A claimant recently successfully argued at first instance that it is unlawful to subject an individual to a detriment on the grounds that the employer perceived them to be considering making a protected disclosure. Jennifer Danvers considers the judgment and potential ramifications.
Discrimination lawyers will be very familiar with the provisions of s.27 Equality Act 2010, under which it is not only unlawful for an individual to be subjected to a detriment because an employee has done a protected act, but also if an employer believes that an employee ‘has done, or may do, a protected act’.
The wording of s.27 contrasts with that of s.47B Employment Rights Act 1996 which, on the face of it, only provides the right for workers not to be subjected to any detriment on the ground that the worker has made a protected disclosure.
What then for potential whistleblowers who are caught by employers in the preparatory steps of making a protected disclosure or are thought likely to do so and subjected to a detriment as a result?
In Bilsbrough v Berry Marketing Services Ltd (ET/1401692/2018) the Southampton Employment Tribunal found that the Claimant had been suspended largely because the Respondent believed that he had been researching ways to make a protected disclosure to the ICO.
Rachel Barrett of Cloisters argued, and the Tribunal accepted, that to give effect to the Claimant’s right to freedom of expression under Article 10 ECHR, s.47B and s.103A ERA 1996 have to be read so as to include the situation where an employer subjects a worker to a detriment or dismisses them on the ground that the employer believed that a worker had been considering making a protected disclosure.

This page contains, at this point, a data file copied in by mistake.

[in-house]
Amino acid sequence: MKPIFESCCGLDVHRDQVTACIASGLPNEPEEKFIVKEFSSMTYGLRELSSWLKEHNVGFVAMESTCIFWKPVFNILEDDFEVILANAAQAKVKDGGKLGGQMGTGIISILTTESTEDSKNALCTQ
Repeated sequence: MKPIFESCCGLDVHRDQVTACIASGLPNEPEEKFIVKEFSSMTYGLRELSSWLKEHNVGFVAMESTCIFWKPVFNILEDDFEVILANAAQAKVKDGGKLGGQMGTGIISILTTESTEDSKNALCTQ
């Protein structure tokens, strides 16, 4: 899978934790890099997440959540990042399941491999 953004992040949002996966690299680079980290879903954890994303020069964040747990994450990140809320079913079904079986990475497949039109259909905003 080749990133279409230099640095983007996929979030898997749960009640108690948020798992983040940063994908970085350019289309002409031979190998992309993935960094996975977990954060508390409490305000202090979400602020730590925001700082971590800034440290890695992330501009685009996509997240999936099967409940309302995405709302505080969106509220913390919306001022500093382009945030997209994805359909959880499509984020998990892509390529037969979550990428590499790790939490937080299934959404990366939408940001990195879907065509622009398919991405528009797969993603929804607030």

The Tribunal, chaired by EJ Dawson, concluded that in this case the Claimant’s Article 10 rights were engaged by him researching how to make a protected disclosure and that the Tribunal was obliged to read in to s.47B and s.103A in order to give effect to that right.
The Tribunal noted that: “The Claimant’s counsel advances a powerful argument that without such an interpretation, effective protection in the context of whistleblowing is not given… [I]f employers are permitted lawfully to sanction workers whom they perceive to have considered making or be liable to make a protected public interest disclosure this would have a chilling effect on the making on public interest disclosure.”
Although only a non-binding first-instance judgment, this decision is carefully reasoned. It should provide a note of caution for those advising employer clients in similar situations and can serve as a useful road-map for claimants bringing claims on this basis.
Rachel Barrett, also of Cloisters, appeared for the Claimant, instructed by Slater & Gordon.